In 1992, seven Thai cities joined together in a project to develop and apply environmental planning guidelines for community priority-setting on environmental issues. Stakeholder groups were established with municipal support to engage residents and key sectors in the process. Specific projects are being funded to address the identified priorities. Chaing Mai municipality has developed its own Local Agenda 21 within this process.
2. Popular community participation must form the basis for planning of NGO assistance and activities. Furthermore, the community's development priorities must override the project demands of donors and NGOs with respect to funding.
3. People in the third world - women and men, the young and the old, but above all the poor - are often relegated to the status of subjects. Recognition of this lies behind the call for greater popular participation in development. Broadly-based development of this type is most likely to succeed when the various groups in poverty are well organized. Participation, or the opportunity to participate if one wishes, is of course an end in itself, but participation also has a number of instrumental values which makes it an important feature of human development.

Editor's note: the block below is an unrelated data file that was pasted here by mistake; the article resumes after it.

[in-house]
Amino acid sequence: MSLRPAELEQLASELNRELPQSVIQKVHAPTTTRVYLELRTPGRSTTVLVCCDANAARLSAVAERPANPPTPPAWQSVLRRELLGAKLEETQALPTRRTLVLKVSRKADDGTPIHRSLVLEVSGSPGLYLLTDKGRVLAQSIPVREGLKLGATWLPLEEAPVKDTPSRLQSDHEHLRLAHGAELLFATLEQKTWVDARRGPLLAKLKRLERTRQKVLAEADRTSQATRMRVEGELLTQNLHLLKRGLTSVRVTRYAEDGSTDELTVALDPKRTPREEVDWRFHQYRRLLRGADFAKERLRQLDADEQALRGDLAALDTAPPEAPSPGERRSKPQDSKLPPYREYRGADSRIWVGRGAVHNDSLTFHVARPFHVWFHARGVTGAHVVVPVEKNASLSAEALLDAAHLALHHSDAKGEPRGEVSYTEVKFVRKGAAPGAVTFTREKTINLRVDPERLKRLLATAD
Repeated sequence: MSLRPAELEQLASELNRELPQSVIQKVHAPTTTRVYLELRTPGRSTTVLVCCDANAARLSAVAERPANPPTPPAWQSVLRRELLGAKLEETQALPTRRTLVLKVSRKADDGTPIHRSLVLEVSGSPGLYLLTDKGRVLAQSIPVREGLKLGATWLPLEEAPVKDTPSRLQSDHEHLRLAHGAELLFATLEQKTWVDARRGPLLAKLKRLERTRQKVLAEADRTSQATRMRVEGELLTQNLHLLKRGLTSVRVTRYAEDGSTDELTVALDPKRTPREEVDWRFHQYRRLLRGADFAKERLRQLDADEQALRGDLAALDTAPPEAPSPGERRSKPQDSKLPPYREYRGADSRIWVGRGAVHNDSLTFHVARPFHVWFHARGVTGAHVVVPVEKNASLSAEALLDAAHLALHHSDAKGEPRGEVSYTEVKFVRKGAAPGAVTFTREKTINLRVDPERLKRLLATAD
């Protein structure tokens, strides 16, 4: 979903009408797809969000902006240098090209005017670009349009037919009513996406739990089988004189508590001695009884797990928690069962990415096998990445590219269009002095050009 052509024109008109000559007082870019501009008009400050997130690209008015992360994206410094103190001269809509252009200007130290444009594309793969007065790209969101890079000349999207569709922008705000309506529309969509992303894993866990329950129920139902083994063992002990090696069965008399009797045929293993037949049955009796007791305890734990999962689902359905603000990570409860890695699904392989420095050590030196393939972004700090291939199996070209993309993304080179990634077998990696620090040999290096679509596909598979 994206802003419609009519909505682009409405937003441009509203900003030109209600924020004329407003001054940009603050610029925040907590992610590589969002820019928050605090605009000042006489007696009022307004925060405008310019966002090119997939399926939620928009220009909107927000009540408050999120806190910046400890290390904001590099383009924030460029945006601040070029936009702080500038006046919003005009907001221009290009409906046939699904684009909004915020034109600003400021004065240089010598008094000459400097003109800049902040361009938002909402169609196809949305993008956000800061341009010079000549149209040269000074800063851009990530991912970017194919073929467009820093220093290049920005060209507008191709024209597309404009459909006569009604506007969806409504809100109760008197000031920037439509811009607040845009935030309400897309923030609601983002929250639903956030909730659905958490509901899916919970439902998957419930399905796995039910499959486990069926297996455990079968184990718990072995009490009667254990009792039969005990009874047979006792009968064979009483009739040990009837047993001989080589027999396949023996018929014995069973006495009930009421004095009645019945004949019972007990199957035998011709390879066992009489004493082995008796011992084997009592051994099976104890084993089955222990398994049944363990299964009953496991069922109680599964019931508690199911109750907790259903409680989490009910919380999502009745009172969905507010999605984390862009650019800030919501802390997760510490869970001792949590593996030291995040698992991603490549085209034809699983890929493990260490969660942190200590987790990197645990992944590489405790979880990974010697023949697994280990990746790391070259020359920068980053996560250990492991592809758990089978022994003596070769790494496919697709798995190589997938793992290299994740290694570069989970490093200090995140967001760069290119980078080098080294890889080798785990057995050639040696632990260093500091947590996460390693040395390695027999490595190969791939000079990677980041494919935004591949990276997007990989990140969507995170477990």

First, participation in representative community-based organizations can help to identify local priorities, to determine which needs are essential or basic and which of secondary importance, and to define the content of development programmes and projects so that they reflect accurately local needs, aspirations and demands. Next, having identified priorities and designed the programmes which incorporate them, participation in functional organizations (service co-operatives, land-reform committees, irrigation societies, women's groups) can be used to mobilize support for national and local policies and programmes and local projects. Last, participation can be used to reduce the cost of public services and investment projects by shifting responsibility from central and local government (where costs tend to be relatively high) to grass-roots organizations (where costs can be low). In some cases, for example, it may be possible to organize the beneficiaries of an investment project and persuade them to contribute their labour voluntarily to help defray construction costs. In other cases some of the public services (clinics, nursery schools) can be organized, staffed and run by local groups rather than by relatively highly paid civil servants brought in from outside. Thus in an appropriate context, participation can flourish and in so doing contribute much to development.